Drag and drop images for 3D printing

This piece of software called OmNomNom works with OpenSCAD to turn 2D images into 3D models. It’s literally a drag-and-drop process that renders almost instantly.

Here the example is a QR code, which is perfect for the software since it’s a well-defined black and white outline in the source image. But the video after the break shows several other examples that don’t rely on this simplicity. For instance, the Superman logo, which uses four different colors, is converted quite easily. There’s also a depth map of [Beethoven's] bust that is converted into a 3D object. The same technique can be used to create terrain from topographic source images.

Once the file has been converted to a model it can still be tweaked like normal. This allows you to customize size and depth to suit your needs. This is where OpenSCD comes into play, but if you don’t use that program you can still export an STL file directly from OmNomNom for use on your 3D printer.

Comments

  1. Eirinn says:

    Mhm so if i understand this right it’s an automatic beveller that exports STL? That’s pretty nifty!

  2. thantik says:

    Mac only. Worthless.

  3. Brad says:

    I think the name is perfect when considered in the context of it being used to make cookie cutters and the like. Obviously it’s usefulness extends beyond that, but otherwise it fits.

    • mh says:

      It just sounds really bad to me in a l33t5p34k juvenile way. it will also be hell to google. I do see your point and they have every right to call it what they want, no skin off my nose :-)

  4. Zee says:

    If you’re making a project aim for Linux or Windows. Mac users do not DIY

  5. I was kinda thinking take a pic of a cube from different angles and it generates a 3D object, nope, it takes a 2D drawing and extrudes it, wich all of my 3D software already does

  6. Jay says:

    To all the Mac-negative comments… there are 3d printers that work with Mac computers so that you can make DIY sculptures, proptotypes and really anything you can imagine. They are pricey, but hey like someone said, “if I had enough money to buy a Mac…”
    Blah blah blah, Macs are SOOO expensive, blah blah. Buy a used one from 4 years ago and it is still better than a brand new PC because of the hardware alone.
    Now start making 3d stuff!

    • Zee says:

      “Buy a used one from 4 years ago and it is still better than a brand new PC because of the hardware alone.”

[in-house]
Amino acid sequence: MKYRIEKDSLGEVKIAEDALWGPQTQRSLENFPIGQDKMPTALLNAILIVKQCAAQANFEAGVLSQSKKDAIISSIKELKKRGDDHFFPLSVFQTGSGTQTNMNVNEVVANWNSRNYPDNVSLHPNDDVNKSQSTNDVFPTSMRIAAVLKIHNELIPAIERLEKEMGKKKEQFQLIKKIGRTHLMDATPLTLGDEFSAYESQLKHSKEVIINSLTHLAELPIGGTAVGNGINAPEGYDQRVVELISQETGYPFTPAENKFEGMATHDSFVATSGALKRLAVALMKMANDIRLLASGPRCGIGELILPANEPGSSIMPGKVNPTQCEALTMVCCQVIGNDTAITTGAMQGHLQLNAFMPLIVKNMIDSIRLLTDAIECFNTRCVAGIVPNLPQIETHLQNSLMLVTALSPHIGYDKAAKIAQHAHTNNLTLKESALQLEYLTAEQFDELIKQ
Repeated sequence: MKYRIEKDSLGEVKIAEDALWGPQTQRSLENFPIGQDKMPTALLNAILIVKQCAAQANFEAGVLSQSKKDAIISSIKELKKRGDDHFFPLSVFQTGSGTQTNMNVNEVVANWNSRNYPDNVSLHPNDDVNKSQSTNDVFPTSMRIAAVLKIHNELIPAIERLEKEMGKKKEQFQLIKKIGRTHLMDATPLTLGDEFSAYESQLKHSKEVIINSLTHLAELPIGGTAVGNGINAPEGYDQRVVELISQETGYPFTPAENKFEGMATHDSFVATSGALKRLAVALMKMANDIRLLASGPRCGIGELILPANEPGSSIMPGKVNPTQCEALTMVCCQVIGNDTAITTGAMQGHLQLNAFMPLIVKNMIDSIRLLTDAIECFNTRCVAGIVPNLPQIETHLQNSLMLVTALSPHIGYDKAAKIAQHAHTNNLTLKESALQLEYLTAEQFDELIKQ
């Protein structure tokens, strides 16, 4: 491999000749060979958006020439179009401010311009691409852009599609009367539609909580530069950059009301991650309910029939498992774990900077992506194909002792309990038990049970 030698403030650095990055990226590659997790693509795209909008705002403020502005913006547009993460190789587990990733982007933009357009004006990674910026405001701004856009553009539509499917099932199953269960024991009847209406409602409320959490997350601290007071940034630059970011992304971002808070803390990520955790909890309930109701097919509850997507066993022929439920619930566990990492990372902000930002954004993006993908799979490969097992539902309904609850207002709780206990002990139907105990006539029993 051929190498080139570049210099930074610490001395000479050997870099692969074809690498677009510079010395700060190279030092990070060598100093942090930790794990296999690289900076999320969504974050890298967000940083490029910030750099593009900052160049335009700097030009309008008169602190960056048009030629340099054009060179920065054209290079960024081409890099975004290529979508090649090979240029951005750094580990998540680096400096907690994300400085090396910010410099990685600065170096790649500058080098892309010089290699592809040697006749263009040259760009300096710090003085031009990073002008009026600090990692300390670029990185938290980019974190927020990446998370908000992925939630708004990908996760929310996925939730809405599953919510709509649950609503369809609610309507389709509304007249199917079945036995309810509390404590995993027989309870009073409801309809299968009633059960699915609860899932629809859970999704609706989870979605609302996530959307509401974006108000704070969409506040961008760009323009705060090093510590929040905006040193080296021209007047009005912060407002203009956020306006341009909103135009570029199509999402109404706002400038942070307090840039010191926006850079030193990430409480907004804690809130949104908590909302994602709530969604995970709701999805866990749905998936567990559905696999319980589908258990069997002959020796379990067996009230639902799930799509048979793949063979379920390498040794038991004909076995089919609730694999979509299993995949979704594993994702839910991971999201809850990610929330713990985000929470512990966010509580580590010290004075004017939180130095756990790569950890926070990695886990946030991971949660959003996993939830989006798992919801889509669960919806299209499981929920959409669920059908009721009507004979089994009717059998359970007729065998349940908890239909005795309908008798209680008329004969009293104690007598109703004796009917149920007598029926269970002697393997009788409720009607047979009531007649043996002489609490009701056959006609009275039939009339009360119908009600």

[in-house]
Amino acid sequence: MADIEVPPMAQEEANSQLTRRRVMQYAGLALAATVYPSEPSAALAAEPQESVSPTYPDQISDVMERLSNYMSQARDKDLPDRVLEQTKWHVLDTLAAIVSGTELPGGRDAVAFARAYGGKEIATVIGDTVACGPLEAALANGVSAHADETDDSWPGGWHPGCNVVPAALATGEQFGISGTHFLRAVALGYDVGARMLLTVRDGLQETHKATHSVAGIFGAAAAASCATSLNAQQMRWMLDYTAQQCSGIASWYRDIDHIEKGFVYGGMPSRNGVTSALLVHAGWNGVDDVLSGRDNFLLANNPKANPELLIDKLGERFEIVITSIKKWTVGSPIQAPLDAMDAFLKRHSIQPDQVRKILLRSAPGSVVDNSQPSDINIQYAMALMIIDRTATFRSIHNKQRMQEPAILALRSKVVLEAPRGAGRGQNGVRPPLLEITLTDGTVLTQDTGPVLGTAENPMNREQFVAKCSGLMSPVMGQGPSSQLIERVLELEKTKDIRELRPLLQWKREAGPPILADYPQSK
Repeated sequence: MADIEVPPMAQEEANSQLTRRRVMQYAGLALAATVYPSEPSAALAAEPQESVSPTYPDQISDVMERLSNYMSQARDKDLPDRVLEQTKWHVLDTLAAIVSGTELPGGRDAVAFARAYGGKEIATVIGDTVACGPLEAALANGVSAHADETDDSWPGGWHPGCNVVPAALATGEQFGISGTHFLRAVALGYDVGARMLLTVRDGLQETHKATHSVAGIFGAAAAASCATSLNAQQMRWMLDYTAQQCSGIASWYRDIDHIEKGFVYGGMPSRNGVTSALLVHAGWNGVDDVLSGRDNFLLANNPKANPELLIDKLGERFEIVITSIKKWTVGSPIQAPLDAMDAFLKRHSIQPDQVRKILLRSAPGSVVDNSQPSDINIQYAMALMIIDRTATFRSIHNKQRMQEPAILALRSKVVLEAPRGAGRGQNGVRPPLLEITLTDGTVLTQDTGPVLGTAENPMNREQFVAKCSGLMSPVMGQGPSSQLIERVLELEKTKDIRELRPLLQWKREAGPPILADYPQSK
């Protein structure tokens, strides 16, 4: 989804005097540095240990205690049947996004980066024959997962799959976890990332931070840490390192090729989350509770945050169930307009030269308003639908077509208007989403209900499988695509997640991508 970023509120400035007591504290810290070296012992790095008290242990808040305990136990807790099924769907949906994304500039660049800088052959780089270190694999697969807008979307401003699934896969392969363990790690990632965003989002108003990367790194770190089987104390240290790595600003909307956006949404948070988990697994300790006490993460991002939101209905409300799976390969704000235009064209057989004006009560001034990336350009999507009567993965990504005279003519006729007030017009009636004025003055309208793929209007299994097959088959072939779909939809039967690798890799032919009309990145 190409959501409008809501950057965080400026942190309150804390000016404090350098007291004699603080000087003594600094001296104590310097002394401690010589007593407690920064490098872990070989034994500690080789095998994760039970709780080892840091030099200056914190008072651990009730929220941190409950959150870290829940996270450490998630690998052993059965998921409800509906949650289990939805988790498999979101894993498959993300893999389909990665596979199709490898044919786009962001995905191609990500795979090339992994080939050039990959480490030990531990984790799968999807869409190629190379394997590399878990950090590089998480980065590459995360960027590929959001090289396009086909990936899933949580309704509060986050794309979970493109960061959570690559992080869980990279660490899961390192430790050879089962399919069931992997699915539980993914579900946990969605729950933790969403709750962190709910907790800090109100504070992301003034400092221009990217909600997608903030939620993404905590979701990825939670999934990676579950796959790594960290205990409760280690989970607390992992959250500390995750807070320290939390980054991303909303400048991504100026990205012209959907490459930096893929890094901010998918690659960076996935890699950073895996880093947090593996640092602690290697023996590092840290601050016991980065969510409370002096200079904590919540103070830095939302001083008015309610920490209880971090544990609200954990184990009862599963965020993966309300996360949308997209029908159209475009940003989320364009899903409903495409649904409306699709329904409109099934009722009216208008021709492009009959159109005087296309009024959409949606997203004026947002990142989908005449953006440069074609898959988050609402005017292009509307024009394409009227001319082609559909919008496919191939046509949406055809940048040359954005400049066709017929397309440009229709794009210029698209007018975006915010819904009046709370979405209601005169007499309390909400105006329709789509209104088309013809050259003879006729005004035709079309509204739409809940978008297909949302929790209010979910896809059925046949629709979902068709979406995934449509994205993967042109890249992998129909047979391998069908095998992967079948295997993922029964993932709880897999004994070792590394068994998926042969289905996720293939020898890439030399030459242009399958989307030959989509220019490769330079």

Heh? I don’t thin you know that macs use the same hardware as PCs.

      • SeeMikePlay says:

        I fail to see how Macs (being UNIX based) are not for DIY when you can install Linux or Windows on Macs. WTF? If anything they are the MOST open because you can run all three OSes on them without any modification.

      • JB says:

        Yup. That “Mac hardware is better” excuse died a long time ago.

      • Whatnot says:

        Better displays, be honest now.

        And even people that like apple are driven to desperation as to why other manufacturers don’t supply decent displays to compete.
        I saw a review on anands of a new $1300 acer ultrabook that has a display from 15 years ago, madness..

        And it’s samsung that makes those retina displays, and yet you won’t see them anywhere but in apple products, WTF.

    • mh says:

      I agree more or less with the first part, the second part im not so sure about – and it makes you sound as one-sided as the anti-mac comments (and i dont think you meant it to come out like that, but i could be wrong :-)

  7. jherrm says:

    Why all the hate for Mac users? Anybody thinking a person’s ability to DIY is linked to their choice of OS should really get out more to hackerspaces, tech shops and reprap/makerbot user groups.

    From what I’ve seen there’s a strong DIY representation from people using Windows, Linux and _especially_ Macs.

    As far as this poorly named app goes, I’ll definitely be using it and hopefully jetty will open source it so hackaday downers can stop shitting all over it.

    • Zee says:

      Macs are poorly suited for DIY because of their closed nature.

      • jherrm says:

        I guess if you want to DIY window manager or DIY desktop hardware then yes Macs are poorly suited for those types of DIY.

        For the types of DIY hackaday usually features I can’t really think of any concrete reason why Mac users are at a disadvantage. I’m sure you could point me to a few examples though.